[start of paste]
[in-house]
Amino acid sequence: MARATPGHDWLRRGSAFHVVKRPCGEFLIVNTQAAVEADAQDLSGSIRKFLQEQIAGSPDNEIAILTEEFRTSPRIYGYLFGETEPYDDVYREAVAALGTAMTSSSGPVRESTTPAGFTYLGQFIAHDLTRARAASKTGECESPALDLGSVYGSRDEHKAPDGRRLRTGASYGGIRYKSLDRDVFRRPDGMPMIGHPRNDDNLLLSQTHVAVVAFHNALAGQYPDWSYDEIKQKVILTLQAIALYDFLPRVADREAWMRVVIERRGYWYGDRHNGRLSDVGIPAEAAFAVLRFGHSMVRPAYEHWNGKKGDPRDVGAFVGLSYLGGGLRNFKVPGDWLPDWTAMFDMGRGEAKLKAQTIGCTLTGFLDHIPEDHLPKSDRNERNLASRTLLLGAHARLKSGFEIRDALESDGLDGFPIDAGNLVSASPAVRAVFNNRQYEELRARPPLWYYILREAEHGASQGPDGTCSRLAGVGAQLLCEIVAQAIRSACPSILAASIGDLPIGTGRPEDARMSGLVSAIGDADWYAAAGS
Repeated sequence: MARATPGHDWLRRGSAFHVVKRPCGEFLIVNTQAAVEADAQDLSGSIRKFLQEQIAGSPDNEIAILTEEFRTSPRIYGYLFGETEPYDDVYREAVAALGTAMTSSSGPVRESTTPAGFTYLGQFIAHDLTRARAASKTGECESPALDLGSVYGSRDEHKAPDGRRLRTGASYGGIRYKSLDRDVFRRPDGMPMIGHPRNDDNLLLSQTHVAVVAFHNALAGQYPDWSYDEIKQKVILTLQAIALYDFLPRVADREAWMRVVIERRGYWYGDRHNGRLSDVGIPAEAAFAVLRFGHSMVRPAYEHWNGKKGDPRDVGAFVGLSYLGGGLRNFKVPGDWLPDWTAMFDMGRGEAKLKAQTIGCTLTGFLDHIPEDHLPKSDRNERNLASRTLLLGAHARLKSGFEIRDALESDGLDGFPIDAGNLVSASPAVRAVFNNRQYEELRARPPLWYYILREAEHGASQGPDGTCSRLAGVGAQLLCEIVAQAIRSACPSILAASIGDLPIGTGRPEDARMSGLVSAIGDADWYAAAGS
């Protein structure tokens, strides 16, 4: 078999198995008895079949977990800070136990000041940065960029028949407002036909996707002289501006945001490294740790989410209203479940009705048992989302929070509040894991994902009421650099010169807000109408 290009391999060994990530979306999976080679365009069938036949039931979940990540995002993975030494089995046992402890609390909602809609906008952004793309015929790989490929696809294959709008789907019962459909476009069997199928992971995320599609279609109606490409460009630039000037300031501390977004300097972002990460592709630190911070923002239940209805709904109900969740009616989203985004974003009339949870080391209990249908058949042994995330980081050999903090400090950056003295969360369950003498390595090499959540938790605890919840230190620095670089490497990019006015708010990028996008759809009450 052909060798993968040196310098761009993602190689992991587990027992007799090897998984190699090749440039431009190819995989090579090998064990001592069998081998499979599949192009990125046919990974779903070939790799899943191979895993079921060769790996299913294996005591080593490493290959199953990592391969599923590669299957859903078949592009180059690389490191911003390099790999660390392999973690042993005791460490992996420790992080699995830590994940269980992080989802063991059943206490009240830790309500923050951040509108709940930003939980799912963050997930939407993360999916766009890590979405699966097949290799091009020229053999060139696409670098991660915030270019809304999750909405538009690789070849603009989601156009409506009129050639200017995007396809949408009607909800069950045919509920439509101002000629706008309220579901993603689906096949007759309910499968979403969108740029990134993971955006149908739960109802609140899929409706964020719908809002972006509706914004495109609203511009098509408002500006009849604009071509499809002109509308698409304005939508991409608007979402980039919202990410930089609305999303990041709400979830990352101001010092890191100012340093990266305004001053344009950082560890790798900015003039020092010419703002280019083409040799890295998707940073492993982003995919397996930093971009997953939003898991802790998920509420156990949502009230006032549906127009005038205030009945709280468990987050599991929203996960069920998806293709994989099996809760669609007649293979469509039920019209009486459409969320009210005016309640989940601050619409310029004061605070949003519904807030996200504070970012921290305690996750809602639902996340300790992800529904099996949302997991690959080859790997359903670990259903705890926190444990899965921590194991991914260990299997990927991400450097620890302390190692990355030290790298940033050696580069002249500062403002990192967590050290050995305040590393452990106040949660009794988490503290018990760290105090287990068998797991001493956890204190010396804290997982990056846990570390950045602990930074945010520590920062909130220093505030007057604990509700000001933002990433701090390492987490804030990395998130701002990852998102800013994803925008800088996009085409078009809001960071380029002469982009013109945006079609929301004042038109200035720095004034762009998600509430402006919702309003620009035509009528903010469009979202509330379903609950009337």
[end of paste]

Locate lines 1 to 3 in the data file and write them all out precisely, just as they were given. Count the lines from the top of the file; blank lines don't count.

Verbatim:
[in-house]
Amino acid sequence: MARATPGHDWLRRGSAFHVVKRPCGEFLIVNTQAAVEADAQDLSGSIRKFLQEQIAGSPDNEIAILTEEFRTSPRIYGYLFGETEPYDDVYREAVAALGTAMTSSSGPVRESTTPAGFTYLGQFIAHDLTRARAASKTGECESPALDLGSVYGSRDEHKAPDGRRLRTGASYGGIRYKSLDRDVFRRPDGMPMIGHPRNDDNLLLSQTHVAVVAFHNALAGQYPDWSYDEIKQKVILTLQAIALYDFLPRVADREAWMRVVIERRGYWYGDRHNGRLSDVGIPAEAAFAVLRFGHSMVRPAYEHWNGKKGDPRDVGAFVGLSYLGGGLRNFKVPGDWLPDWTAMFDMGRGEAKLKAQTIGCTLTGFLDHIPEDHLPKSDRNERNLASRTLLLGAHARLKSGFEIRDALESDGLDGFPIDAGNLVSASPAVRAVFNNRQYEELRARPPLWYYILREAEHGASQGPDGTCSRLAGVGAQLLCEIVAQAIRSACPSILAASIGDLPIGTGRPEDARMSGLVSAIGDADWYAAAGS
Repeated sequence: MARATPGHDWLRRGSAFHVVKRPCGEFLIVNTQAAVEADAQDLSGSIRKFLQEQIAGSPDNEIAILTEEFRTSPRIYGYLFGETEPYDDVYREAVAALGTAMTSSSGPVRESTTPAGFTYLGQFIAHDLTRARAASKTGECESPALDLGSVYGSRDEHKAPDGRRLRTGASYGGIRYKSLDRDVFRRPDGMPMIGHPRNDDNLLLSQTHVAVVAFHNALAGQYPDWSYDEIKQKVILTLQAIALYDFLPRVADREAWMRVVIERRGYWYGDRHNGRLSDVGIPAEAAFAVLRFGHSMVRPAYEHWNGKKGDPRDVGAFVGLSYLGGGLRNFKVPGDWLPDWTAMFDMGRGEAKLKAQTIGCTLTGFLDHIPEDHLPKSDRNERNLASRTLLLGAHARLKSGFEIRDALESDGLDGFPIDAGNLVSASPAVRAVFNNRQYEELRARPPLWYYILREAEHGASQGPDGTCSRLAGVGAQLLCEIVAQAIRSACPSILAASIGDLPIGTGRPEDARMSGLVSAIGDADWYAAAGS